Of all the women in the novel, Dr Lampton’s rebellious daughter is the one whose personality is closest to mine. I’ve drawn on my own memories of being a teenager. It’s not a self-portrait, but I have a lot of sympathy for her struggles. She is bound to resurface somewhere, either in the next novel or in a subsequent one.

I was intrigued that I wanted Simon Lampton to succeed in his deception about Arthur Weeks’ death (even if it was accidental). Was it your intention for readers to have this sort of reaction?

I’m very pleased that you wanted Simon to succeed in his deception about Weeks’s death. I hope this means I’ve created a character for whom a reader can have empathy, as he gets himself into more and more trouble.

How did Roza’s fantasy story that she tells to her son Jonnie develop, was it something you planned or did it evolve as the novel was written?

Soon is partly a novel about story-telling, about fiction and about art. The fantasy story is a commentary and a satire on the main action, and Roza is, in comic terms, an anarchic artist. I had two statements in mind when I wrote the novel: 1) Ford’s line, “It is not intellectually good enough to be apolitical” and 2) The Woody Allen line, “The artist creates his own moral universe.”

The novel explores those ideas, which are not necessarily contradictory. As for the fantasy story, I had it all in my head, because I told my younger son a continuous Soon story from when he was three years old to when he turned ten, every day, often for up to an hour a day. It was exhausting, but rewarding. I have used only a fraction of seven years of Soon in the novel. The way the story started was exactly as it happens in the first chapter of the book. Having said all that I should add that the character of Roza is nothing like me. She is an entirely invented person, different from me in many many ways.

I would say in general that we love to hate our politicians. Certainly the ones we meet in The Night book and Soon are rather unpleasant.  Are they an indication of what you think about politicians?

I don’t hate politicians generally, although some are quite hateable as individuals. When I wrote The Night Book and Soon I partly had in mind the relationship between Albert Speer and Adolf Hitler. To put it briefly, Speer was a technocrat, and fairly apolitical, and he fell in with a group of politicians who led him very much astray.

We are always interested to know what part libraries have played in writers lives?

Libraries are vital and indispensable and should be preserved at all costs. I’ve used libraries since I was a child, and all my children have always had huge benefit from libraries.  Having said that, all writers wish people would buy their books rather than say they’re waiting for a copy at the library.

Do you believe that in order to write you need to read?  Is there anything you have read lately that you would recommend to our customers?

You can’t be a writer without reading all the time. In fact if anyone says they’re a writer but they don’t read much, you can tell straight away they won’t be any good. Lately I’ve reread The Untouchable by John Banville, Inside Hitler’s Bunker by Joachim Fest and I’m about to read Canada by Richard Ford.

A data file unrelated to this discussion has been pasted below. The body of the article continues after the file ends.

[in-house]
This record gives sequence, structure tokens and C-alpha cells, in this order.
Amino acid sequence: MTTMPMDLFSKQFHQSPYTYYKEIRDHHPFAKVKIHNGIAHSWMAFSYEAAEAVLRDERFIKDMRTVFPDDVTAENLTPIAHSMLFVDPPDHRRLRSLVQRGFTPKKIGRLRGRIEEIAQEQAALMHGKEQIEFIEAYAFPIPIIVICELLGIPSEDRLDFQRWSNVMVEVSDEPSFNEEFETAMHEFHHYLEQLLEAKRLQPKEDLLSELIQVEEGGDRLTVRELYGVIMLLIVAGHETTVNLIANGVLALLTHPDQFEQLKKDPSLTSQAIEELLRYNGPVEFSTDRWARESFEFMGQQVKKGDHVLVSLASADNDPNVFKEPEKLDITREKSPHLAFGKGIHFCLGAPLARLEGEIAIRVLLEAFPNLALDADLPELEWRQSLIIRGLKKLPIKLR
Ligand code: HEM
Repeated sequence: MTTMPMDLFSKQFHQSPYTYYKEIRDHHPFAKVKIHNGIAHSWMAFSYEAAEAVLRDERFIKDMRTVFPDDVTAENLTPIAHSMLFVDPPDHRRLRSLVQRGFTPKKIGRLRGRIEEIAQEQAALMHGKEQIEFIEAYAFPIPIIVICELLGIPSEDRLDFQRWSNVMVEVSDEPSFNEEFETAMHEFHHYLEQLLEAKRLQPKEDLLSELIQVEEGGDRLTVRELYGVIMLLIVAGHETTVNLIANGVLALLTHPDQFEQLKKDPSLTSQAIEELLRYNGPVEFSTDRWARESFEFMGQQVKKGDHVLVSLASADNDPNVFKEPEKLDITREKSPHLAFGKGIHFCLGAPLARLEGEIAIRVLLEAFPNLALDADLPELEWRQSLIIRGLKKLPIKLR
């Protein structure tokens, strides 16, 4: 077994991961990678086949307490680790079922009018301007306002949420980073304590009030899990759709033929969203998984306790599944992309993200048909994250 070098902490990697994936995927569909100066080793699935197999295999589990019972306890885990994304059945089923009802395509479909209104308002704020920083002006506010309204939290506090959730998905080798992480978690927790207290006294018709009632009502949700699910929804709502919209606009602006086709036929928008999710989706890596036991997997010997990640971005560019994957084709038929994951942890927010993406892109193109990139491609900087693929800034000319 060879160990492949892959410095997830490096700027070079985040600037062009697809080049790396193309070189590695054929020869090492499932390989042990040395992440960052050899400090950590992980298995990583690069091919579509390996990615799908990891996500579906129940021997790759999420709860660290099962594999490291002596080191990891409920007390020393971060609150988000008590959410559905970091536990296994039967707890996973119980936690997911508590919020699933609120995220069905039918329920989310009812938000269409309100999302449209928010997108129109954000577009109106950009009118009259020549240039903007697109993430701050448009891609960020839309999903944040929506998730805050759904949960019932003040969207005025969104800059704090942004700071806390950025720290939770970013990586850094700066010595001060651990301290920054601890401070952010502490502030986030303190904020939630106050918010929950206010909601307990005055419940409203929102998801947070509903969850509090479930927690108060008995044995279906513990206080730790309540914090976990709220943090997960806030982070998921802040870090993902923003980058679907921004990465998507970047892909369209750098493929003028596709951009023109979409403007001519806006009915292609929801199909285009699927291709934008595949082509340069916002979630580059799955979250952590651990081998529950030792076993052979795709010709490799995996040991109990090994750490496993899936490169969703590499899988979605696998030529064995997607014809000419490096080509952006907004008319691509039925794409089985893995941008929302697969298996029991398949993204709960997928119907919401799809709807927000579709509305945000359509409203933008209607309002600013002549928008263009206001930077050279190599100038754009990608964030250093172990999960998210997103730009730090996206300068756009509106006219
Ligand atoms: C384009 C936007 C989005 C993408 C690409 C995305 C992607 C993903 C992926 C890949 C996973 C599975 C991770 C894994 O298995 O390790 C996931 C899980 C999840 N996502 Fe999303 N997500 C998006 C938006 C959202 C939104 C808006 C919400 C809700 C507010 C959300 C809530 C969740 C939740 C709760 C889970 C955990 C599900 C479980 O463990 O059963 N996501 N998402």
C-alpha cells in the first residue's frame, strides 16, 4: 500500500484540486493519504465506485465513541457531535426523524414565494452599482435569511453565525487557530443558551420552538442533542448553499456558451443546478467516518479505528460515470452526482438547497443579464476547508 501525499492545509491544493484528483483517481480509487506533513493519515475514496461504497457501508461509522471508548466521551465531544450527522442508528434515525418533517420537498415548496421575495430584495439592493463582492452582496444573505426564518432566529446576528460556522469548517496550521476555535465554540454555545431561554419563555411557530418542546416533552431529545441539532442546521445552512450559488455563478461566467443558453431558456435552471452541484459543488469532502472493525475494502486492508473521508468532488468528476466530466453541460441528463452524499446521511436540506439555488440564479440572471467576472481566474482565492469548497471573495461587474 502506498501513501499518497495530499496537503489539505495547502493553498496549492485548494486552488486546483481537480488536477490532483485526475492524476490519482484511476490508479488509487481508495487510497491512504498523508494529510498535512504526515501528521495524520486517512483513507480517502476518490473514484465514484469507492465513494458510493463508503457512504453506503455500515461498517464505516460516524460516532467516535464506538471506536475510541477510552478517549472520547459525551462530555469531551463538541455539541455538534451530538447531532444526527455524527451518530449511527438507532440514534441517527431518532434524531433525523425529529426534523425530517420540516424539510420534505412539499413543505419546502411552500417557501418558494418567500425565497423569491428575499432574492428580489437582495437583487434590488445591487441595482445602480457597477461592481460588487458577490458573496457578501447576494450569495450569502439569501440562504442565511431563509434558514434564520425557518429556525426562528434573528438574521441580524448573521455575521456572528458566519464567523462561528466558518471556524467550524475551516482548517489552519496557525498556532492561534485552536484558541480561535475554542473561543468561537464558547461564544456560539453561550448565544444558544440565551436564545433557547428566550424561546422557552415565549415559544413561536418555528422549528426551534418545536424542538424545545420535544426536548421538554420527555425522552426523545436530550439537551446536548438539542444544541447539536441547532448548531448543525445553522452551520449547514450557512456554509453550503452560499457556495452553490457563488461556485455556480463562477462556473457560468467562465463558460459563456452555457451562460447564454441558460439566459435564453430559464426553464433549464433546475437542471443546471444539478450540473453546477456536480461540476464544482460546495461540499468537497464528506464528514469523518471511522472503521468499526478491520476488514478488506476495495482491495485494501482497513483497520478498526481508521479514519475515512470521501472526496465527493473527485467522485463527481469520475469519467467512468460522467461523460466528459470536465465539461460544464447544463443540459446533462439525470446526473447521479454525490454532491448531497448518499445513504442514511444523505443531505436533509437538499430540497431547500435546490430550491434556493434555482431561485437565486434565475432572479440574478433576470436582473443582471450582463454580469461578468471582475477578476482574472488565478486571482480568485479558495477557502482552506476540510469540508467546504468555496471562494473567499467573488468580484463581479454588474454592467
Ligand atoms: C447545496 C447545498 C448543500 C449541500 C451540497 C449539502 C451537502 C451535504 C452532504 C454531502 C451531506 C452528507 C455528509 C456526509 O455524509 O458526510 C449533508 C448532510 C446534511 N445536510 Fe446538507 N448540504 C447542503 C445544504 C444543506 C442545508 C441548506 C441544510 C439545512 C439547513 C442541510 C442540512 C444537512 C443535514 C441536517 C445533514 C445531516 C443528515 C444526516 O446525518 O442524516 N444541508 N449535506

I see that you are speaking alongside your father at the Auckland Writers and Readers Festival about how power plays out in your fiction. Does power come from money and status or is this too simplistic?

My book is about political power in New Zealand, which can be achieved without too much money, (unlike in the U.S., say.) My father’s book is more about money and power, in that it’s about banking.

Are you planning to go to any of the sessions at the Auckland Writers and Readers Festival and if so, what are you looking forward to?

I’ll be going to as many festival sessions as I can.

Best regards,

Thank you Charlotte for giving such interesting answers. We are getting to as many festival sessions as we can too, only days away now …

An ‘intense’ hour with Steve Braunias

Roosters I have known
Roosters I have known

What a talent Steve Braunias is – suffering from a heavy cold, he trooped through this session and delivered the goods to a very receptive audience. Extra seating was needed in the conference room, such was the interest in his keen wit.

He spent considerable time explaining the intense process of interviewing people for his book. Meeting people for two or three hours and then writing about it.

Strange encounters with Ross Meurant, who he described as “one of the most loathsome” figures in NZ history in the 80s, for instance. From meeting in a dark corner of a Remuera garden shop, talking through the plants. Chasing Meurant through Auckland to try to get of a photograph of Meurant’s young Russian partner. When the article was published Meurant called incessantly. Braunias ignored the phone as long as he could – eventually, about twelve hours later, they talked. Meurant said: “It could have been worse. Cheers!”.

Braunias also mentioned some intriguing correspondence from Bob Parker, which he described as ‘fulsome’. I was left wanting a little more of this, but the audience was swept along by hilarious retellings of people who fell for the made-up characters in his columns – and a fair number of Christchurch people were among them, appearing in court, been had up for slander and the inside word of where he got the names for some of his characters – a cartoon soccer team, George Best’s girlfriend in 1974, that kind of thing.

I also enjoyed the insights into Braunias’s life – watching Parliament TV with his daughter, whose favourite word is ‘Order!’ and how he has had enough of interviewing for the time being – he wants to leave people alone for a bit.

It was a great session and fantastic to see a full house. Intense fun, thanks Steve.